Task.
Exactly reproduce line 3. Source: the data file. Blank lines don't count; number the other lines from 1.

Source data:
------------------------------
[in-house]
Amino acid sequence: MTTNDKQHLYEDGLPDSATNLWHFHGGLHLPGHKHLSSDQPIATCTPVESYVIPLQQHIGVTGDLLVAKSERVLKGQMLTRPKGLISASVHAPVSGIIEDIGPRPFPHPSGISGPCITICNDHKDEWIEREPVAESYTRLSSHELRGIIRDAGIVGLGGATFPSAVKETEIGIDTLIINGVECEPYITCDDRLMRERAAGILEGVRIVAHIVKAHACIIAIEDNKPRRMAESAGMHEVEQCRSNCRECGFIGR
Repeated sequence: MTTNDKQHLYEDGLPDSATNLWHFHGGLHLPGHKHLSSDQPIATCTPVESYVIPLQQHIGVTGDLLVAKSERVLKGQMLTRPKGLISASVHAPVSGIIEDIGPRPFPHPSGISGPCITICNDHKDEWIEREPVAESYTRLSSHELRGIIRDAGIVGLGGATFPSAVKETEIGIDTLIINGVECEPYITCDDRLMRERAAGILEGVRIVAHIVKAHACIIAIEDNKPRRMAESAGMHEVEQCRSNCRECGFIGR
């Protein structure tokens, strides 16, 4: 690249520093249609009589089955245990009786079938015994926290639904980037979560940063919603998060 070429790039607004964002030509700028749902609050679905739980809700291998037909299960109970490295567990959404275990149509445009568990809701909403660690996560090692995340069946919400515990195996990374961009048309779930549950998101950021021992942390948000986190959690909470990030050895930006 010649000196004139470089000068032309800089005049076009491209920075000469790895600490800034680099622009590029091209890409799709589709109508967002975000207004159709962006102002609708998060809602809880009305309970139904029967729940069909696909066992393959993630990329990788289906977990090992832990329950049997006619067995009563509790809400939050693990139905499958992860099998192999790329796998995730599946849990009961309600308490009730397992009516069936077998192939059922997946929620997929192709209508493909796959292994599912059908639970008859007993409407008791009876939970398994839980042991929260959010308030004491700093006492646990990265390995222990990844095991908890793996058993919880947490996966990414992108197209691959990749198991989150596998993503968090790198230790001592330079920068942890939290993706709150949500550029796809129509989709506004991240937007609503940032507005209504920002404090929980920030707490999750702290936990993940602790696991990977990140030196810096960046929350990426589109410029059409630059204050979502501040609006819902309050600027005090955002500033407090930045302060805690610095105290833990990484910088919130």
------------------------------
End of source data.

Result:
Repeated sequence: MTTNDKQHLYEDGLPDSATNLWHFHGGLHLPGHKHLSSDQPIATCTPVESYVIPLQQHIGVTGDLLVAKSERVLKGQMLTRPKGLISASVHAPVSGIIEDIGPRPFPHPSGISGPCITICNDHKDEWIEREPVAESYTRLSSHELRGIIRDAGIVGLGGATFPSAVKETEIGIDTLIINGVECEPYITCDDRLMRERAAGILEGVRIVAHIVKAHACIIAIEDNKPRRMAESAGMHEVEQCRSNCRECGFIGR